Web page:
Queen Victoria ‘had an affair with her servant’

Queen Victoria had a relationship with her Scottish servant John Brown, new evidence suggests

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Julia Baird, who is working on a biography of Queen Victoria, says she has found a record of a curious interaction between the pair in the diary of the monarch’s trusted doctor, Sir James Reid.

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In an unpublished extract, held by Reid’s descendants, the doctor recalls how on Thursday 22 March 1883 he opened the door to Victoria’s room to find her flirting with John Brown as she “walked a little.”

Brown says to her, lifting his kilt, “Oh, I thought it was here?” She responds, lifting up her dress, “No, it is here.”

Writing for the New York Times, Baird says it is unclear from the note exactly what “it” might be, but that the diary entry reveals an extraordinary level of intimacy that exceeded not just what was normal for a lady and her servant — let alone a queen — but also for male and female friends.

The nature of the relationship between Brown and Queen Victoria has long been debated between biographers.

To read the New York Times article in full, click here.
 

‘Battle of Hastings sword’ fails to sell at auction

A medieval sword possibly taken as a trophy during the battle of Hastings has failed to sell at auction.

The “extremely rare” broadsword belonged to Humphrey De Bohun, a kinsman of William the Conqueror. Sir Humphrey fought at Hastings in 1066, where Christie’s auctioneers think he could have captured the sword.

It had been hoped the sword would fetch up to £120,000 in the auction house’s Out of the Ordinary sale in South Kensington, BBC News reports.

To read the BBC News article in full, click here.

First World War horse receives ‘animal Victoria Cross’

A heroic First World War horse has been presented posthumously with a bravery award.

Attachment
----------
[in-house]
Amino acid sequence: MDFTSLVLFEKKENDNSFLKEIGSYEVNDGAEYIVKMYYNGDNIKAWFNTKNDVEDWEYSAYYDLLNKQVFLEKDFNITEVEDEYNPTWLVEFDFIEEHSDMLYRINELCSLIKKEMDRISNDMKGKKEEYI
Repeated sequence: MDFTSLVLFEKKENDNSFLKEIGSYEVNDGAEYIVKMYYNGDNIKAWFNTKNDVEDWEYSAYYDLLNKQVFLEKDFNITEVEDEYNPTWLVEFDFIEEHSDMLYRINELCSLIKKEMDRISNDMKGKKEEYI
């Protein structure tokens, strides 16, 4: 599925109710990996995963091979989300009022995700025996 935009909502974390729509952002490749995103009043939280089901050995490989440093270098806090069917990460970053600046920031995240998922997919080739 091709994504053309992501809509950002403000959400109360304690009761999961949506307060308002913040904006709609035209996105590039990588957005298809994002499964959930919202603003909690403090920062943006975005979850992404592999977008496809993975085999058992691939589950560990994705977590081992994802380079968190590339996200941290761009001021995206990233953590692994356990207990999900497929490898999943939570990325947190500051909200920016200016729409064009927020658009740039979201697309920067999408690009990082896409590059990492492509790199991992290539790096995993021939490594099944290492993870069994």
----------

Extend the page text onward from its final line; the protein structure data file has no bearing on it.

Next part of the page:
Warrior, dubbed “the horse the Germans could not kill”, was awarded the Honorary PDSA Dickin Medal at a special ceremony.

The award is the first honorary PDSA Dickin Medal ever presented in the veterinary charity’s 97-year history, in recognition of the bravery of millions of animals that served during the conflict, the Telegraph reports.

The medal was accepted by author and broadcaster Brough Scott MBE, grandson of Warrior’s owner and rider, General Jack Seely, at a special ceremony at the Imperial War Museum (IWM) London.

To read the Telegraph article in full, click here.
 

Golden Roman hoard uncovered underneath high street

Archaeologists have discovered a hoard of jewellery that was hastily buried as Queen Boadicea and her army advanced on Colchester in AD 61.

The hoard, which was discovered as a tangled ball of metal, includes gold armlets, earrings and rings as well as silver chains and coins. It was found under the Essex town’s high street, the Telegraph reports.

The team believes the jewellery was abandoned by a rich Roman who was trying to escape as Boadicea’s Iceni army marched on the town.

To read the Telegraph article in full, click here.

Second World War Spitfire pilot takes first parachute jump aged 92

A former RAF Spitfire pilot who fought in the Second World War has deployed his parachute for the first time, more than 70 years after he joined the RAF.

Peter Proctor, from Southport, Merseyside, also served in Burma, India and Zimbabwe during the war, but never had to pull his ripcord, the Daily Mail reports.

Mr Proctor, who has two artificial hips and a false knee, plunged more than 13,000 feet to successfully complete his first ever freefall jump at Sibson Airfield, Peterborough.

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To read the Daily Mail article in full, click here.